I woke up in intense pain. My abdominal muscles felt like they had been fully contracted for hours and were refusing to let go. I groaned and tried to move. I felt a painful tug down there.
“Help… my stomach won’t unclench,” I croaked. A nurse came by to add something to my IV bag.
“Also, I think my catheter tube is wrapped around my leg. I felt it pull when I moved.”
A few minutes later, I drifted off.
I woke up later with tons of pain radiating from my stomach but at least the muscles had relaxed.
“There he is,” a crabby old nurse grunted. “You’re a troublemaker. You woke up and tried to pull out your catheter.”
“What?” I began to remember what happened earlier but I was in no state to argue with her.
The recovery was short but was it ever awful. I don’t like to lay on my back but I was stuck in that position for days, breathing in the dry air through the tubes in my nose, sucking on ice chips and hitting the morphine button. I had a few visitors in the first few days but I was too miserable, in pain, and sometimes high to remember.
When I had begun trying to eat solid food, my mom visited. It was memorable as the worst visit I had. My bed was raised so I could attempt to eat. It was a real struggle to choke down anything. It just felt like I didn’t even have a stomach. As I fought to chew and swallow food, my mom showed up and gave me the oh-so-helpful advice every 3 seconds: “You gotta eat. Try to eat. You need to eat.” Thanks, mom. What the f**k does it look like I’m doing?
Things got worse as a stomach virus swept through everyone in my family. I could no longer see Carol and Sam. I was mostly stuck laying in that hospital bed, forcing myself to eat. One thing I still don’t quite understand was why I could no longer walk. My legs just didn’t work anymore. Near the end of the week, we had to focus on getting my legs working again.
One day, as I was sitting on the edge of the bed with a young nurse trying to help me stand up, I began crying. I was so alone, having not seen my wife and son for days, which seemed like weeks since I wasn’t doing much of anything between my frequent nightmare-filled naps (the most common nightmare was about my stomach opening and people pulling out my intestines). I couldn’t take it anymore. Of course, I began to feel embarrassed at this outpouring of emotion in front of this woman. But she was different. I looked up and saw a kind, beautiful face looking at me with caring and concern. It’s not that everyone else there was callous, some were, but the majority just kept their emotional distance as expected in a hospital. It was just nice to see some empathy on someone’s face while I was struggling alone.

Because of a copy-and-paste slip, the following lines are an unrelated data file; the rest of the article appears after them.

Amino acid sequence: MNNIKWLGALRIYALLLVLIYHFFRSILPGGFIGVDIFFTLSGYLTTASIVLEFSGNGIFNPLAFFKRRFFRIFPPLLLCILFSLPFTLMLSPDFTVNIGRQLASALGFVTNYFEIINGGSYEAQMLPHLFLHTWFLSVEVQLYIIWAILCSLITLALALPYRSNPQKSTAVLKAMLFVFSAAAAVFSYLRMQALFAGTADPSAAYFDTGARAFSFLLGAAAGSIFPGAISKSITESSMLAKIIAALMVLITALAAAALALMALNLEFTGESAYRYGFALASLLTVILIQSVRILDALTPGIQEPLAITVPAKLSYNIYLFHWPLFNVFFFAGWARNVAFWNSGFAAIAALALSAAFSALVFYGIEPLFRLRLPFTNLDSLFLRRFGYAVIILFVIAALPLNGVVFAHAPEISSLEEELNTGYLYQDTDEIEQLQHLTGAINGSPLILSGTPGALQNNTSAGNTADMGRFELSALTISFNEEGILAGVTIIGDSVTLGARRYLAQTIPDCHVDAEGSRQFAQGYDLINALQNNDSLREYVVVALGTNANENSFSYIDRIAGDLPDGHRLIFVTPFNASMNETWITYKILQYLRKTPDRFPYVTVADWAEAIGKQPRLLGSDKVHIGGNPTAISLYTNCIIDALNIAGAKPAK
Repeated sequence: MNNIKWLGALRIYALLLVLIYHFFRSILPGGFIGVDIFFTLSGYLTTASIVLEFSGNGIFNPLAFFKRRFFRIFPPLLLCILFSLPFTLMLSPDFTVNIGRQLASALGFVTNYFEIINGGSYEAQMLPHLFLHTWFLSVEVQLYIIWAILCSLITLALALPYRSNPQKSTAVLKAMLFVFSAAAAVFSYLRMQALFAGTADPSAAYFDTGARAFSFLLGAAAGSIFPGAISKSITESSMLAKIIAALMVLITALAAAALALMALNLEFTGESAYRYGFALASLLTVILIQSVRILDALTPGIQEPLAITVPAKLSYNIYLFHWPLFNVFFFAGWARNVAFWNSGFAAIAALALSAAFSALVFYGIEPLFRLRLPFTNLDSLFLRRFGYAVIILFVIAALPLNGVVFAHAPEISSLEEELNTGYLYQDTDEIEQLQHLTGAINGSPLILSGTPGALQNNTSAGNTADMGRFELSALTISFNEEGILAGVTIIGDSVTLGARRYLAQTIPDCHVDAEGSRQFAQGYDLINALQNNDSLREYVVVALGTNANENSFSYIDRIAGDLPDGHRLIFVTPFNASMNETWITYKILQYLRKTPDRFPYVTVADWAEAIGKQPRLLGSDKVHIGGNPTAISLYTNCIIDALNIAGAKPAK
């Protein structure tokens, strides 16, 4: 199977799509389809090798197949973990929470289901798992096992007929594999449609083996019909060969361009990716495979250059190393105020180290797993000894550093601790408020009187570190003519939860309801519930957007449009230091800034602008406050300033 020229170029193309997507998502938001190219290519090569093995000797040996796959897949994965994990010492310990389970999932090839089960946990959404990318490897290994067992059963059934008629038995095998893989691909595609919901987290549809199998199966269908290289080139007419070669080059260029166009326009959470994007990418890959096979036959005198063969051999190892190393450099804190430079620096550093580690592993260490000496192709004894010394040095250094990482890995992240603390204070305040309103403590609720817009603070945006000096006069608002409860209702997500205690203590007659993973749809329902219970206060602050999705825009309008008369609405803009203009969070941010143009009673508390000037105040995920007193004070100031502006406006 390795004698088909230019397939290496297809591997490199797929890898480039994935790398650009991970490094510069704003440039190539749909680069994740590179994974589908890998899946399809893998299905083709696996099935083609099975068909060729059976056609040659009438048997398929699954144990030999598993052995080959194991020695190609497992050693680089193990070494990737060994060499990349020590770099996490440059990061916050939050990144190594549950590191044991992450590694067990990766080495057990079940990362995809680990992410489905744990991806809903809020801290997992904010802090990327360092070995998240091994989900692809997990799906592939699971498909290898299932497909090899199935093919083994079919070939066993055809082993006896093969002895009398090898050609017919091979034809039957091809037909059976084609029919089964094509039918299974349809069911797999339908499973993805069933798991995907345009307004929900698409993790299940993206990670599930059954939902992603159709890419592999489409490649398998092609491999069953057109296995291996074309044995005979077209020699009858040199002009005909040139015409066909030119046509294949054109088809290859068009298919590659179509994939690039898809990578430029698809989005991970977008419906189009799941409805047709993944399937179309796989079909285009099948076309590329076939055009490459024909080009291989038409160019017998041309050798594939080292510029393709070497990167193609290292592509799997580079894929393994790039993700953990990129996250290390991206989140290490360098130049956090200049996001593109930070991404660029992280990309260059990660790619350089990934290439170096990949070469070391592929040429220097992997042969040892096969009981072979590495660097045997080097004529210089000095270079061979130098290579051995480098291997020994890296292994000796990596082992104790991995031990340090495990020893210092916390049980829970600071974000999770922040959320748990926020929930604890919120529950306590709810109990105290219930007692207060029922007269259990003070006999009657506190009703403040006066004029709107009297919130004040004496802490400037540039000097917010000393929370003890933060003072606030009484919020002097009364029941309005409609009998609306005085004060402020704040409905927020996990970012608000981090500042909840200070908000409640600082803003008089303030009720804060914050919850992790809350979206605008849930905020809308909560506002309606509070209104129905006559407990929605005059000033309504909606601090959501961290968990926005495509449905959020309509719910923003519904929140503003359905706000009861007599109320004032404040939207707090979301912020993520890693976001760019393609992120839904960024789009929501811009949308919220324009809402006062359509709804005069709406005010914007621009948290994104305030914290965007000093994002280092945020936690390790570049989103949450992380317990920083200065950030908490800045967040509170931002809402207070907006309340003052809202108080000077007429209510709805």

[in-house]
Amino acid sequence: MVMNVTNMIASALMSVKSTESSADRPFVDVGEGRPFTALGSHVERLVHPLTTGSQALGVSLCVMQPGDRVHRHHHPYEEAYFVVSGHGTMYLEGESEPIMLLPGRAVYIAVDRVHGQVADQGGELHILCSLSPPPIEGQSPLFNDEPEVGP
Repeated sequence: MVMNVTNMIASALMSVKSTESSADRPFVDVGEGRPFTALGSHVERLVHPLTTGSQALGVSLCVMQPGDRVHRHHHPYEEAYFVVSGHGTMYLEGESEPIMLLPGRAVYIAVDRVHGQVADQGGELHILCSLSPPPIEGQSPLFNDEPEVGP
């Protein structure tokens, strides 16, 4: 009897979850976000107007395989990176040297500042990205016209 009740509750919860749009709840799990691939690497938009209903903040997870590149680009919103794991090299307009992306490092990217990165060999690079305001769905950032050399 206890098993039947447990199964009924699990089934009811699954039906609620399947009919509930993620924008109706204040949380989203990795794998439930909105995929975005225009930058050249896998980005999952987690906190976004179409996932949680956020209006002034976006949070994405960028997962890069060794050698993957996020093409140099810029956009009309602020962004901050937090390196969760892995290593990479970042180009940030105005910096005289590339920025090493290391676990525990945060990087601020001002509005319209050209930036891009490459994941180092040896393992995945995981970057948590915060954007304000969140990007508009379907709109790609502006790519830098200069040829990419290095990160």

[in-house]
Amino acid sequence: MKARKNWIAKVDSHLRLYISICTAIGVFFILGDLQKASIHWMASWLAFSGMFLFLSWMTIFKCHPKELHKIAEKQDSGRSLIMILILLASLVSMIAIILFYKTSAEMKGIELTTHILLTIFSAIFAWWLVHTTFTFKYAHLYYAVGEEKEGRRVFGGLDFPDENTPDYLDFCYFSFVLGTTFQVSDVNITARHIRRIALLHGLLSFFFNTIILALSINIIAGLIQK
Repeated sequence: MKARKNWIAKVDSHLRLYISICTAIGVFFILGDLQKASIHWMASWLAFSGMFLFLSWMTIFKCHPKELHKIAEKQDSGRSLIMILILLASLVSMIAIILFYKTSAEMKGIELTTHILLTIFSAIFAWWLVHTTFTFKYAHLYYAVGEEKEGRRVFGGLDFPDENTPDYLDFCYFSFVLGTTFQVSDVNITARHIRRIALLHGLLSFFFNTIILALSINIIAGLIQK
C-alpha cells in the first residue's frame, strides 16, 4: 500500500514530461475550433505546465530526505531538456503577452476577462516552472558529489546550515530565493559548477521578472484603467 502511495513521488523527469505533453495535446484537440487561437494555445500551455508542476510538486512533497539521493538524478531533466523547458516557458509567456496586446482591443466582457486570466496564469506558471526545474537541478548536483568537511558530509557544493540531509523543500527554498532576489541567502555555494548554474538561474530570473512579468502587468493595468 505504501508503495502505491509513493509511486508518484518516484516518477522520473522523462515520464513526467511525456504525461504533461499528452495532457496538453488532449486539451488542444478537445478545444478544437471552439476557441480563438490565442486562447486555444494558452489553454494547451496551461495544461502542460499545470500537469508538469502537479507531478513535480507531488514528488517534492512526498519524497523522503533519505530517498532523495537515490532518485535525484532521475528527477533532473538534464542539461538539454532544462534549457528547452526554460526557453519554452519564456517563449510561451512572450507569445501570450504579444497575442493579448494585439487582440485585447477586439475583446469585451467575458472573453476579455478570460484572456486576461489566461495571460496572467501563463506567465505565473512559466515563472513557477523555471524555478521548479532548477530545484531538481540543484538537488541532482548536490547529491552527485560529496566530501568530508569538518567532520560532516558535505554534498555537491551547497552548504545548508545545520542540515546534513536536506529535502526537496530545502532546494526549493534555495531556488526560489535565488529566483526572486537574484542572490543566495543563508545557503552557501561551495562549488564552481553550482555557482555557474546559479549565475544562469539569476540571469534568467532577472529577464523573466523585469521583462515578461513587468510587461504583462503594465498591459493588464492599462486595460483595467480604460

A doctor came to visit and told me I did in fact have an autoimmune disease. I got walking well enough, as long as I had a rail or walker to hold onto, and they said I could go home. Was I ever glad to see my family again. When I needed her the most, Carol couldn’t be there but now I was back at home with her and my boy.
When this nightmare began, I was a solid 180 lbs. I was now barely over 120 lbs, a weight I’ve not been at since grade school. I looked terrible. I spent many of my days sitting in the recliner at home, too weak to do much of anything. I had no job and my schooling was on hold. I went to appointments regarding my disease and appointments with a therapist to work through the trauma. Finally, after a month or two, I went back to school.
Slowly, I rebuilt my strength, but my recovery time was even worse. I’d start and stop with the strength training over the years before completely giving it up and sticking with light cardio until recently. I had to learn how to manage this disease. One thing I discovered the hard way is that I cannot have nearly as much vitamin D and calcium as the average person. My kidneys were both filled with stones because of this and I had to deal with that next. The nightmare was over but I had new problems for which I had to adjust.